Science history: Does renaming a building rewrite its past? © Alamy

Science history: Does renaming a building rewrite its past?

What message does naming a building after a scientist associated with eugenics send? And does rechristening that building simply hide the complicated truth?

Back in June, University College London (UCL) announced that it would be denaming the Galton Lecture Theatre as “one step in a range of actions aimed at acknowledging and addressing the university’s historical links with the eugenics movement.”


Sir Francis Galton, whom the lecture theatre was named after, was a Victorian scientist who founded the British study of eugenics. But does removing Galton’s name minimise, or even hide, his role in shaping our society today?

We posed this question to Subhadra Das, a science historian and curator at UCL, who has spent the last eight years looking after the items in the university’s Galton collection.

How do you feel about the renaming of the Galton lecture theatre?

I’m very pleased, because it’s something that people have wanted to happen for a long time and it’s definitely the right thing to do.

But I hope that my community at the university also realises that this is really just the beginning. That we’ve so much work to do when it comes to these ideas and these ways of thinking.

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Who was Galton?

Sir Francis Galton is probably the most famous Victorian scientist not a lot of people have heard of. I had never heard of him until I started curating the collection. Galton was many things; he was an explorer in Africa, he was a meteorologist, a statistician, a biologist.

He’s also the man who came up with the word ‘eugenics’. He coined the term. I think a lot of people, if they hear the word eugenics, probably think about the Nazis and the horrors of the Holocaust. But actually, the story is a lot older and it’s a lot more British than that.

Eugenics has a big history in the UK then?

Absolutely. It’s not something to be proud of, but it is a British invention.

Galton was probably as famous in his lifetime as his very famous cousin – a man called Charles Darwin. Galton added on to Darwin’s theory of evolution his own particular genius. What he said was, if it’s the case that humans are like any other animal, then we should be able to breed better humans in the same way that we breed animals to suit our own purposes.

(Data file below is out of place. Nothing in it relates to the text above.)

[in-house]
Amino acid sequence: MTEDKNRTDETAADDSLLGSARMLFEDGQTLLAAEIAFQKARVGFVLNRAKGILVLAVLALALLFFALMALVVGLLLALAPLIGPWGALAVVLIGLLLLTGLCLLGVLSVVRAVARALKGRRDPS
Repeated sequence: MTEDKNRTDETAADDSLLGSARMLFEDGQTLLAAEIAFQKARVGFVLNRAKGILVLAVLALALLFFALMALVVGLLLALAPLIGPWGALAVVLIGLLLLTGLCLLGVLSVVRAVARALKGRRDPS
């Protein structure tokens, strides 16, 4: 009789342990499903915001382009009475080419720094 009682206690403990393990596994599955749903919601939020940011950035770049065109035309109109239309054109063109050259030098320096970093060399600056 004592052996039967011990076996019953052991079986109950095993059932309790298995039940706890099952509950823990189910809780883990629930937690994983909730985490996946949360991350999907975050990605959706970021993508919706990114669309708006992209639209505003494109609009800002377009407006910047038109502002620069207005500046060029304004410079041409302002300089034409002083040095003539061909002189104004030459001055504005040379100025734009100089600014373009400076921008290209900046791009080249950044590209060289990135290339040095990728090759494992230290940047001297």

Because of the time in which he was operating, his theories built on existing ideas to do with scientific racism. These were ideas that came out of the Enlightenment in Europe, ways of classifying different kinds of humans, ways that we now know to be incorrect.

Probably the most dangerous thing about those ideas was that there was a hierarchy involved.

So having classified different human beings as being white or being European, or being black and being African, or being brown and from India like me, there was an inherent hierarchy that was put in place by European scientists – a hierarchy that they mistakenly believed meant white European people were better than everybody else.

But that belief in eugenics and a hierarchy between humans impacted the entire scientific community, didn’t it?

It did, entirely. Galton is essentially one of the founding fathers of modern statistics. He came up with the principles of correlation, regression to the mean, and was one of the founders of the biometrics school of thought.

A lot of the work he did is fundamental to contemporary science and how it works. His ideas about eugenics weren’t necessarily all that popular until the turn of the 20th Century. Eugenics probably took off in a considerably bigger way after his lifetime than during it.

The thing that I’m mainly concerned about is that we need to be very mindful of where his ideas were coming from and the ways in which they shape our ideas today. That doesn’t mean to say that we throw all of Victorian science out the window and start again – of course it doesn’t. These things are extraordinarily useful ways of approaching the world.

The idea of eugenics didn’t die with him, then?

The idea definitely didn’t die with him. I think most historians of Galton would say that he would have been horrified by things that his ideas were put to. That he would have been horrified by the sterilisation of people without their consent in the United States. He would be horrified by the sterilisation and the extermination of people in the Holocaust.

My view on that is a little bit different, in so far as he may well have considered these to be the important and Earth-shattering historical developments that we think them to be, but I don’t know that he would necessarily have thought they were a bad thing. But I need to explore that a little bit more, how he would feel about these things.